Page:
- DrJava's web site is http://drjava.sourceforge.net/. You probably want to install the latest stable release, although the current beta release has been quite stable. DrJava is about 1.5MB in size, so it is a reasonable download even over a slow dialup connection.
- (Windows) Click on the download windows app button and place it wherever you like.
- (Unix, and Linux) Click on the download jar file button to get the .jar (Java archive) file containing DrJava and place it wherever you like.
- (Mac OS X) Click on the download Mac OS X app button to get the OS X version of DrJava. If you have the developer tools (XCode) installed, we suggest you put DrJava in the Developer/Applications folder. If you haven't installed the developer tools, we suggest putting DrJava in your Applications folder.
- Start DrJava.
- (Windows, Unix, Linux) On most of these systems, you should be able to run DrJava by double-clicking on the drjava jar or application file.
For future convenience, if you're using Windows, you might want to create a shortcut to the DrJava file and place it on the desktop or in some other convenient location. Right-click on the DrJava file and select create shortcut from the popup menu.
- (Mac OS X) DrJava runs as a normal application. Double click to start it.
- The first time you start DrJava on Windows and some other systems, you may get a message saying "DrJava cannot find any Java compiler. Would you like to configure [it]..." Click on yes. Assuming you've used the default Java SDK installation, use the file dialog to select C:\j2sdk1.4.2_05\lib\tools.jar. DrJava should then open its main window. This extra step should not be necessary with recent versions of DrJava, and is not necessary on Mac OS X.
- To verify that DrJava is working, enter the following line, including the semicolon, in the interactions window pane at the bottom of the screen, to the right of the ">" prompt.
Hit return (enter) and DrJava should display the word hello below the line that you typed.
- If you want to use the new assert statement that was added to Java in version 1.4 (optional for CSE142, needed for CSE143), start DrJava if it is not already running, select Preferences... from the Edit menu, select the Miscellaneous category, then click the Allow assert keyword in Java 1.4 check box in the middle of the panel, and click ok. This only needs to be done once. DrJava currently does not support the use of assert in the interactions window at the bottom of the screen, but you can use it in any new classes that you create.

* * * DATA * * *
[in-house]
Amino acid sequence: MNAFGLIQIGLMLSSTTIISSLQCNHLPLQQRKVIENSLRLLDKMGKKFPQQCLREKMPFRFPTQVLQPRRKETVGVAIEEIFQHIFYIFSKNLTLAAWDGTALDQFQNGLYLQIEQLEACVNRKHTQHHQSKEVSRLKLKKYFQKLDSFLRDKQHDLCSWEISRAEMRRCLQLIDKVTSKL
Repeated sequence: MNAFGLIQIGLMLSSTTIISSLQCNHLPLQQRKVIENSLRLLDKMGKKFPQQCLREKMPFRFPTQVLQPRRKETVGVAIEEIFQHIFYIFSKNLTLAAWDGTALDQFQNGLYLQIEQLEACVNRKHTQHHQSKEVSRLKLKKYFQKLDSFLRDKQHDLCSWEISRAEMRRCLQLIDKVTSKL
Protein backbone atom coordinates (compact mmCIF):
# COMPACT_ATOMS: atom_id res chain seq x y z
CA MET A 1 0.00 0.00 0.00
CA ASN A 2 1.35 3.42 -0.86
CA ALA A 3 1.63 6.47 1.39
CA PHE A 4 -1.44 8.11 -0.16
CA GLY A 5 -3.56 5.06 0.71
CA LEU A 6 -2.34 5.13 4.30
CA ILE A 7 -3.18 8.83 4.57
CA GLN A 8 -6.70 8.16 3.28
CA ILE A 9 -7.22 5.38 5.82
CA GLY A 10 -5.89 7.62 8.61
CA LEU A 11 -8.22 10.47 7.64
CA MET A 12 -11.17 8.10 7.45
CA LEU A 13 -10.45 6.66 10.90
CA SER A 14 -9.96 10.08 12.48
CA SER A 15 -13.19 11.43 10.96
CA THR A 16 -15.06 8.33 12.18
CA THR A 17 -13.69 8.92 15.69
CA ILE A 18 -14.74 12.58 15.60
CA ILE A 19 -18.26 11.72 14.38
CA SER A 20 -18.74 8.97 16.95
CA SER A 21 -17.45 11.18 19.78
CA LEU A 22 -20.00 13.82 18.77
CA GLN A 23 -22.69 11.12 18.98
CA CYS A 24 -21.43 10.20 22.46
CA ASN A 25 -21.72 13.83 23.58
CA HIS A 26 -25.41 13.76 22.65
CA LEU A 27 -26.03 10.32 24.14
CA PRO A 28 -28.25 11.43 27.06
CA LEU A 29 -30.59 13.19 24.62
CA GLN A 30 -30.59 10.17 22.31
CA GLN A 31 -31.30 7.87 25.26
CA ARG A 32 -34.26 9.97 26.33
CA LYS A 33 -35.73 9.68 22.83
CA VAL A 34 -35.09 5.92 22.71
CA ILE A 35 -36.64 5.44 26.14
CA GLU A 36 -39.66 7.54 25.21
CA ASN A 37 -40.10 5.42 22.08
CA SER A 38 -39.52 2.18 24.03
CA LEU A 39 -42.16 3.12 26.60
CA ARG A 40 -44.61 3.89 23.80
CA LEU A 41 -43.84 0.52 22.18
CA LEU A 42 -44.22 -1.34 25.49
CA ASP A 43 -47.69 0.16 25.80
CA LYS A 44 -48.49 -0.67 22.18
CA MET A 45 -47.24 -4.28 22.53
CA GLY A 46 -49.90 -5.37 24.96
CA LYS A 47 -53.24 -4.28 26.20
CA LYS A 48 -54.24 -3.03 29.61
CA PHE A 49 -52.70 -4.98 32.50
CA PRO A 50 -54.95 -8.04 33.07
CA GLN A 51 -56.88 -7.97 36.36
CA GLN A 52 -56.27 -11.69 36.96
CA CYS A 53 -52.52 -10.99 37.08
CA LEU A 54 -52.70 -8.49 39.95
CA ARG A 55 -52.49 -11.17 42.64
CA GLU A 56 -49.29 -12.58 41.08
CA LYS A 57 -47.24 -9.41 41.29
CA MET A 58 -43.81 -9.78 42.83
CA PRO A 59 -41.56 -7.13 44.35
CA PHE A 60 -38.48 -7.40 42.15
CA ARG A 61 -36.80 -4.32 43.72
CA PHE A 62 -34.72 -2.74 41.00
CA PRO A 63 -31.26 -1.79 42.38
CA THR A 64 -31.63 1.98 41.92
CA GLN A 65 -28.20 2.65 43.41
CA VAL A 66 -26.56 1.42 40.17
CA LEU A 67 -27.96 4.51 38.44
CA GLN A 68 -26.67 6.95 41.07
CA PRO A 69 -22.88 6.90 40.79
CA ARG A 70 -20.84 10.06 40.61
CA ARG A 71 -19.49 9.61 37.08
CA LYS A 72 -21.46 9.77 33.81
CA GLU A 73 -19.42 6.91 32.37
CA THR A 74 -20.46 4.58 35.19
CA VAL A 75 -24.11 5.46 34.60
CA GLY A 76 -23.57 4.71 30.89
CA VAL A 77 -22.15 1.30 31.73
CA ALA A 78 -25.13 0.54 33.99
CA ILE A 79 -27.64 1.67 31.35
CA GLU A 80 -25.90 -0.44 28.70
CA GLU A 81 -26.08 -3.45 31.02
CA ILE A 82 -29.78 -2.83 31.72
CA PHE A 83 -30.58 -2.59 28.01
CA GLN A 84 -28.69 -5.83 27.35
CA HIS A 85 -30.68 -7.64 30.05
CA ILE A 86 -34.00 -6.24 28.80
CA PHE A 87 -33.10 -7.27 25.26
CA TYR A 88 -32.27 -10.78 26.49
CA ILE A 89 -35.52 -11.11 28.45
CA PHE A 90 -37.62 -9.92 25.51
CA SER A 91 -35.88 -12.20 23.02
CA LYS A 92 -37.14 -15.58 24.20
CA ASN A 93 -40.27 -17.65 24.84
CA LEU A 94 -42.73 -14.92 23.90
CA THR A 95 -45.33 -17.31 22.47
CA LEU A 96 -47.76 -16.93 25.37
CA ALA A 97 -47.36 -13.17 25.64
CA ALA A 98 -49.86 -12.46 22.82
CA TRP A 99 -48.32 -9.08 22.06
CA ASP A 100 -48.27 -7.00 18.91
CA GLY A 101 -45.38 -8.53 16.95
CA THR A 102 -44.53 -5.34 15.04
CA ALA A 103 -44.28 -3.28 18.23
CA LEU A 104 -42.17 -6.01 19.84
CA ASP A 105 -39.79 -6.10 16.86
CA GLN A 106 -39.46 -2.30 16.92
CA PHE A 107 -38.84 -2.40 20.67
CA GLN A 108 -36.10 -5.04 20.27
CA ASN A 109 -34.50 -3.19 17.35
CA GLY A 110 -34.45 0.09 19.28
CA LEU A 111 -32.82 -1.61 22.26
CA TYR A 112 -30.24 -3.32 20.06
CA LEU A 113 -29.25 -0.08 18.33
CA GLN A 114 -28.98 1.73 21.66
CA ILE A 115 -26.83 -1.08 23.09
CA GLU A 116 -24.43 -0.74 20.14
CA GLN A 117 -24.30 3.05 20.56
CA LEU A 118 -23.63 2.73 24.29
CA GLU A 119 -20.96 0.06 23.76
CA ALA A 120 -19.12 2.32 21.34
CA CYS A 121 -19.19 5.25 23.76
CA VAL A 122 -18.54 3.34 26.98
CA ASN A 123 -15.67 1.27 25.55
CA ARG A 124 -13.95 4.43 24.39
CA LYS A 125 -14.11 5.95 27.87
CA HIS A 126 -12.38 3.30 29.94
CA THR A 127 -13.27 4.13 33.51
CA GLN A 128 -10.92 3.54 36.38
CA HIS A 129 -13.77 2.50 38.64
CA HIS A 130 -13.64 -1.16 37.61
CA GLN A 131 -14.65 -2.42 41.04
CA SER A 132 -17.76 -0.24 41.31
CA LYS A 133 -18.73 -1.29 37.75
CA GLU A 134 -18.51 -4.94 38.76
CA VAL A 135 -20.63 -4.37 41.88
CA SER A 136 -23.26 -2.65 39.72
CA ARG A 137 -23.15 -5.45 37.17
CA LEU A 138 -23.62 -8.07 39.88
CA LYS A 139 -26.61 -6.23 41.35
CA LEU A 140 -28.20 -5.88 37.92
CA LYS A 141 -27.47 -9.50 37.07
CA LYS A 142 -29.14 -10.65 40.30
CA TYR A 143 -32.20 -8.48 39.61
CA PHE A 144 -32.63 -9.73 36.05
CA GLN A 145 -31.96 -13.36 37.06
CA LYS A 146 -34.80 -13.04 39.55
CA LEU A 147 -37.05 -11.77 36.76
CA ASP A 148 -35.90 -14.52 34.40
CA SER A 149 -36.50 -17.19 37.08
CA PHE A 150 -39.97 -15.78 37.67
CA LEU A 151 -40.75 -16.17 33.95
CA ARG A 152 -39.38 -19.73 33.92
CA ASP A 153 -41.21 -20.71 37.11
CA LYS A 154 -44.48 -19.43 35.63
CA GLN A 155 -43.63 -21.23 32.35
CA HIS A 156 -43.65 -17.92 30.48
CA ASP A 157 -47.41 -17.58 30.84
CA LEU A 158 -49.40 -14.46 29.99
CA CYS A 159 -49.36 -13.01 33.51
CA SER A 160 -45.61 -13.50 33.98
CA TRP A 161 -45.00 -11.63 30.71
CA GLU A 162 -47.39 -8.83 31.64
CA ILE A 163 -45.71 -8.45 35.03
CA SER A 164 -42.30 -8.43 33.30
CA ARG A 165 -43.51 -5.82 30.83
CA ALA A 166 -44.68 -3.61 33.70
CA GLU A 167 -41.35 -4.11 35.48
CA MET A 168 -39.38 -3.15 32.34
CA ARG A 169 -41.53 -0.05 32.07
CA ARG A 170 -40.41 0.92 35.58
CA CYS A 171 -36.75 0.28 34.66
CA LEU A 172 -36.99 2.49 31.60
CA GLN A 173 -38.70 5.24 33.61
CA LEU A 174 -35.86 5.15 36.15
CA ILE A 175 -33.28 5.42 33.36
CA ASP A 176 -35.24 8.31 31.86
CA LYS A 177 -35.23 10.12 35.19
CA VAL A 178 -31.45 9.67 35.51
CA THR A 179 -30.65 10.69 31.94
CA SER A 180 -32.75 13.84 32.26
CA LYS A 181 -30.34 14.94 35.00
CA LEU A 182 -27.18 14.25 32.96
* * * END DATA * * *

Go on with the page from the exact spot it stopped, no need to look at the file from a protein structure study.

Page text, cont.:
This is a full-featured development environment that has an enthusiastic following in the open-source community. It is probably overkill for the projects encountered in introductory courses like CSE142 and CSE143, but some students have found it useful for larger projects, particularly in CSE143.
- Eclipse is available from www.eclipse.org. We suggest installing either the latest release (3.0.1 as of September, 2004) or, if you want a few additional features, the latest 3.1 stable build (3.1M2). These are big downloads (~60-80MB), so if you have a dialup line, you may want to download the file in a campus lab and burn it onto a CD to carry home.
- Install Eclipse by moving the application to the Developer/Applications folder (Mac OS X, if you have installed the developer tools), Applications (OS X if you haven't installed developer tools), or unpacking the zip file and installing using the usual conventions for your system (others).
- Start Eclipse by double clicking the Eclipse application.
As you read your textbook, you may come across references to special Java libraries and sample code that the textbook authors have created. If these are needed for your course, you will receive specific instructions for how to use them with your assignments. Of course, you are welcome to study the code samples in the textbook. As you do, please keep in mind that they may use features or libraries which will not be discussed in your course.
Department of Computer Science & Engineering
University of Washington